NEW YORK--(BUSINESS WIRE)--Fitch Ratings has upgraded the following Chesterfield Valley Transportation Development District, MO (the district) bonds:
--$13.21 million series 2006 transportation sales tax revenue bonds to 'BB+' from 'BB'.
The Rating Outlook is Stable.
The bonds are limited obligations payable solely from the net revenues of a 0.375% tax on retail sales within the district, subject to annual appropriation by the district. The sales tax expires February 2031, five years after the final maturity of the bonds. There is also a cash-funded debt service reserve fund (DSRF) with a $2.03 million funding requirement.
KEY RATING DRIVERS
RECENT SALES TAX IMPROVEMENT: The district's sales tax base has noticeably improved with the opening of two sizeable outlet centers in August 2013 and improvements in the local economy. Collections inherently remain subject to volatility.
DSRF RELIANCE: Despite recent improvement, revenue performance remains consistently below expectations at the time of issuance, triggering an intra-year reliance on the cash funded debt service reserve fund for the past five years. The draw in 2014 was significantly smaller than prior draws, and further draws may be eliminated if pledged revenue growth continues.
BULLET MATURITY & REQUIRED TURBO: Fitch views the debt structure as generally weak with interest only payment requirements between 2017 and 2025 and a bullet maturity in 2026. Excess revenues would be used for early redemption.
HIGH CONCENTRATION: Sales in the district are highly concentrated, with the top 15 payers accounting for 45% of collections.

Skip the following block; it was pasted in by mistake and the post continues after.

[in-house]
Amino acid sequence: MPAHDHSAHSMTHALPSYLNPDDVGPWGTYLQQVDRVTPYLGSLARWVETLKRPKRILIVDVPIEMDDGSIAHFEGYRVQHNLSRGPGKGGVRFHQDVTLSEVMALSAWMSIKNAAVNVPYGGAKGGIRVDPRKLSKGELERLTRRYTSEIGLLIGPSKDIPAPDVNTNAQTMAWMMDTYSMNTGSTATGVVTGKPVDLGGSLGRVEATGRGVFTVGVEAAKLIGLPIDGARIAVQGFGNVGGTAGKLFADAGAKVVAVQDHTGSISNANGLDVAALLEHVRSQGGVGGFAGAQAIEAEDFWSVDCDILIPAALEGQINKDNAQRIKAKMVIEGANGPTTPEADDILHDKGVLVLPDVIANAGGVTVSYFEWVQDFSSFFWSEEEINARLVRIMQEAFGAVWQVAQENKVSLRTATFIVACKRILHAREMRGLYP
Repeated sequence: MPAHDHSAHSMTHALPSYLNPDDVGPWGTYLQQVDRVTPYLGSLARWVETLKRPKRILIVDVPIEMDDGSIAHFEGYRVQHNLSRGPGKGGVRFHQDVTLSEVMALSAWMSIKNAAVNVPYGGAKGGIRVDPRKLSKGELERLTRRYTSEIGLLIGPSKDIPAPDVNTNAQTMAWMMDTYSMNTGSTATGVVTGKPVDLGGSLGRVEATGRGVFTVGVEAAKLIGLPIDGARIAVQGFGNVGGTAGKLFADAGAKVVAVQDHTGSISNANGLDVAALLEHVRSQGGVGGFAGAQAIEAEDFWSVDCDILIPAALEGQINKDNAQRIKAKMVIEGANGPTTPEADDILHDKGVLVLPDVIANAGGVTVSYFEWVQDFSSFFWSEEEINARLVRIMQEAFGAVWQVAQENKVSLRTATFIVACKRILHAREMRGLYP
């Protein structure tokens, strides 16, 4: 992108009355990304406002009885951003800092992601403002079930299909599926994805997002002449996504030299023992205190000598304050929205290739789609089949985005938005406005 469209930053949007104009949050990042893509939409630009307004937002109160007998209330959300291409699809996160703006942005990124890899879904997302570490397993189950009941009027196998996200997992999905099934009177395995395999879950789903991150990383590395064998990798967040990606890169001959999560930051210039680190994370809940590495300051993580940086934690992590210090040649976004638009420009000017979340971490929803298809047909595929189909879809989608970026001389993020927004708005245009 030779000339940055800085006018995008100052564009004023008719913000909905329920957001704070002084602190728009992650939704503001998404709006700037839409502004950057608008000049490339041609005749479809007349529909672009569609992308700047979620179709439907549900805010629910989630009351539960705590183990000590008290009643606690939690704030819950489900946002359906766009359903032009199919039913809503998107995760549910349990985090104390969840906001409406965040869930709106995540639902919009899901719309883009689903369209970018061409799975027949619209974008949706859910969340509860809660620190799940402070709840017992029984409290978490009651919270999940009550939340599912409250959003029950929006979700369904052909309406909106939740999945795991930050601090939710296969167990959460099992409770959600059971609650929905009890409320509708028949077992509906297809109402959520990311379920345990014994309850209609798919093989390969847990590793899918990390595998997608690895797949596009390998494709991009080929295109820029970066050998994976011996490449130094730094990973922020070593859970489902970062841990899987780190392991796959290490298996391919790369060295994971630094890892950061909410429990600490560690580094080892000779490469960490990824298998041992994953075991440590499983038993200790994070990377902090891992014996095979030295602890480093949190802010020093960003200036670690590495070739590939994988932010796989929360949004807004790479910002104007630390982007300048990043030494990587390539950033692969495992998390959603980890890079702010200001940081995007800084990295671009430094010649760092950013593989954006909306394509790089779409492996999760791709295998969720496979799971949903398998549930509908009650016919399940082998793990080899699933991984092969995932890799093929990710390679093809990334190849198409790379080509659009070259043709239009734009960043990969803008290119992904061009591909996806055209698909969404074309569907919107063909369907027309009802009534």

ACCESSIBLE LOCATION: The district encompasses a 7.43 square mile retail corridor along Interstate 64 which caters to the affluent St. Louis County region.
REVERSAL OF REVENUE TREND: A notable declining trend in pledged revenue, which Fitch does not expect, would likely result in downward rating pressure.
CONTINUED REPAYMENT RISK: Given the risks inherent in the bonds' structure Fitch believes further upward rating movement is unlikely in at least the intermediate term.
The district encompasses a sizable 7.43 square mile area located along a five-mile corridor of Interstate-64 in western St. Louis County. There are currently 697 vendors located within the district.
WEAK LEGAL PROVISIONS
Fitch views the bond structure as weak. In the event annual revenues exceed debt service requirements, the first $500,000 up to a total of $2 million goes into a future projects account. To date $170,000 has been deposited in this account. Excess sales tax revenues beyond those deposited to the future projects account are to be used to redeem the 2026 bullet via a mandatory redemption feature. Pre-payment of the 2026 bullet is critical to its ultimate repayment, as annual revenues are well below the bullet payment.